3. Women who are younger than 20 of age may experience more severe menstrual cramps as well.
  4. Also, heavy bleeding during the menstruation can lead to a more severe type of pain.
  5. Not having given birth yet is also believed to influence the intensity of the menstrual pain.
  6. Last, but not least, research has shown that those who start puberty at an age younger than 11 can develop more severe cramps during their menstruation.

How Do You Get Rid of Them?

Unfortunately, being fertile also means that there is a certain degree of likelihood that you will experience menstrual cramps.

You cannot get rid of these cramps “once and for all”, but you can indeed ameliorate the symptoms that come with them. Here are some things you should certainly keep in mind:

1- Over the counter medication is one of the most commonly encountered types of treatment women in this situation acquire. Pain killers, anti-vomiting pills and several other types of pills can alleviate the symptoms.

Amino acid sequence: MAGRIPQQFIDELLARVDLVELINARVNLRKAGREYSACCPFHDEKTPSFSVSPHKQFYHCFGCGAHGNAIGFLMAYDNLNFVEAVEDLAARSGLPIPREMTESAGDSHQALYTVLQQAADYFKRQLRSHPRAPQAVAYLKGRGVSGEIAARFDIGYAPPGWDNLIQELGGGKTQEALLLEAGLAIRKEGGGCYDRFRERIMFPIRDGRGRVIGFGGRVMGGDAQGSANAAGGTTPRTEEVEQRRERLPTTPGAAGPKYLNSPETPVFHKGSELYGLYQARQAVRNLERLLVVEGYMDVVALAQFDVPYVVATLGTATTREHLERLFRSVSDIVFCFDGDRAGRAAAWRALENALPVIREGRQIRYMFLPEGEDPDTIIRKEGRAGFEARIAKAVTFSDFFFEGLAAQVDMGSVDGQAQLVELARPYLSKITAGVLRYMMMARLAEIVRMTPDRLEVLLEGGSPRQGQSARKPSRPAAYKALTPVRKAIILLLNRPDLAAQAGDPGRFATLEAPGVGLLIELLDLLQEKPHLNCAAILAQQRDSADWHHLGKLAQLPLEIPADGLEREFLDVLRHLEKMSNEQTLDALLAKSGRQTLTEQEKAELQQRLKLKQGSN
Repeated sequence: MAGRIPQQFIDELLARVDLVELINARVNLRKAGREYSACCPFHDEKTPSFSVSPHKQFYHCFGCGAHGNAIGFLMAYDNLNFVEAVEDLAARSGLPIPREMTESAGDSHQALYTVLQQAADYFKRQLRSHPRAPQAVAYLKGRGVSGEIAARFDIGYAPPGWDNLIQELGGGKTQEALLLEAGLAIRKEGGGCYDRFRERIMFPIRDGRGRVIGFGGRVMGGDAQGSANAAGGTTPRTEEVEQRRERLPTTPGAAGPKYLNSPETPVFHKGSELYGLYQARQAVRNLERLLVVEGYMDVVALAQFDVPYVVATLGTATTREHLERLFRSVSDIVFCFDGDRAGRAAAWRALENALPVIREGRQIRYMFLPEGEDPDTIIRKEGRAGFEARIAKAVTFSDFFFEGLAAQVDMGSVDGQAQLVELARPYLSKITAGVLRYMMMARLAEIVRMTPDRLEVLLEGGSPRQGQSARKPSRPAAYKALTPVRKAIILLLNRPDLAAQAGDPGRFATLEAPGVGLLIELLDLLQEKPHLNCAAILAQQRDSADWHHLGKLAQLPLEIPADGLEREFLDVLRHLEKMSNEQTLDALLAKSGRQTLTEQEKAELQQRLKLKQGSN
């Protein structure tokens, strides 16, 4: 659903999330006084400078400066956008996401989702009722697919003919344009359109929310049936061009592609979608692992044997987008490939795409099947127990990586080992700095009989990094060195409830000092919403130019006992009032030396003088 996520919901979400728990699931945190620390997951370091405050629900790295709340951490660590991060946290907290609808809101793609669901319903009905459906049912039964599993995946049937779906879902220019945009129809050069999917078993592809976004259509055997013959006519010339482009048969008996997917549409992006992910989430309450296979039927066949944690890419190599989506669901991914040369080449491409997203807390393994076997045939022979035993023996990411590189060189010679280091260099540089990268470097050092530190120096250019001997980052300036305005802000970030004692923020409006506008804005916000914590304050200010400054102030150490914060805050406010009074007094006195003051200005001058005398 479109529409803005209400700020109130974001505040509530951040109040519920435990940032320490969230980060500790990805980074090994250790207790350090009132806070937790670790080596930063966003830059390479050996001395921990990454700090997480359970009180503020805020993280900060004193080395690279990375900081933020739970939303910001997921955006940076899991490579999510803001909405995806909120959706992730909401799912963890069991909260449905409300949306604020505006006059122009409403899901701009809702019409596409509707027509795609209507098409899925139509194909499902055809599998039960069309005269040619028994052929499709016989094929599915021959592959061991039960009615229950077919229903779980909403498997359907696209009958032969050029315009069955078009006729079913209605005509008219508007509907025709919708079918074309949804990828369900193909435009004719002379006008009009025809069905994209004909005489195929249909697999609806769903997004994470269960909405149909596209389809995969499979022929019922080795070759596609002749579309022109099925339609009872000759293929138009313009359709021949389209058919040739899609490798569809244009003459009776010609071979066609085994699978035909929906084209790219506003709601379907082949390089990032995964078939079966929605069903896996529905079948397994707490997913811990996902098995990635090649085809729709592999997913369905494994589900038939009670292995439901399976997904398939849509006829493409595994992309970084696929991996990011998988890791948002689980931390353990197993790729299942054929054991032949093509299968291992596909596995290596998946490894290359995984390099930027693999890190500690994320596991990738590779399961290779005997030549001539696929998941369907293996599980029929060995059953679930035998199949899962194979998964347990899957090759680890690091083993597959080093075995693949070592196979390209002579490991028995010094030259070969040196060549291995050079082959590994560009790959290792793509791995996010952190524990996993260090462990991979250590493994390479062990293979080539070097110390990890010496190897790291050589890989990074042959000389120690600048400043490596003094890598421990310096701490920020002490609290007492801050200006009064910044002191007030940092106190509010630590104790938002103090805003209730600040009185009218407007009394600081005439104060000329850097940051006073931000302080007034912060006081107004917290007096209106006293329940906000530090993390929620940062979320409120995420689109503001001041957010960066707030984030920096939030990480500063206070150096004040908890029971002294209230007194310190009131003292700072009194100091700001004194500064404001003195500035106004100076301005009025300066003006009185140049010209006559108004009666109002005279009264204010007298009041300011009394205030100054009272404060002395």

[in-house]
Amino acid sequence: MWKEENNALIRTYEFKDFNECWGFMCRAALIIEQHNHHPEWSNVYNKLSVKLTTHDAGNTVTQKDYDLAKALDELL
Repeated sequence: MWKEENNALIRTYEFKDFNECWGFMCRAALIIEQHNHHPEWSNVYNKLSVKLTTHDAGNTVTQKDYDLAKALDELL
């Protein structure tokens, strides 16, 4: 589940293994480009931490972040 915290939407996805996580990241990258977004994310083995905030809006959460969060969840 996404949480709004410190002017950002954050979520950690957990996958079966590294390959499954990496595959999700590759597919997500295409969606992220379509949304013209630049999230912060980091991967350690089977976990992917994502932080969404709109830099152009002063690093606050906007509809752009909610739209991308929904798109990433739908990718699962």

2- Many physicians will prescribe their patients with hormonal birth control pills, which can get rid of the PMS symptoms altogether and can regulate the menstrual cycle as well.

Although some women believe that this may not be a safe way, the truth is that the largest majority of the doctors out there would recommend this solution – especially in the case of the severe cramps.

3- Some physicians may recommend certain types of vitamin supplements as well. Vitamin E, thiamin and omega-3 (which can be taken from foods such as salmon, for example) are known to help with PMS symptoms in general.

4- Home remedies can work as well. Taking a hot bath, placing a bottle with hot water on your belly (or a heating pad, for that matter) and massages can really help. Furthermore, sex can help as well.

5- Eastern remedies are quite commonly encountered too. It is believed that Yoga and Acupuncture can alleviate the pain and the other symptoms that come with menstrual cramps too. Also, some women practice meditation, as it takes their mind off the pain.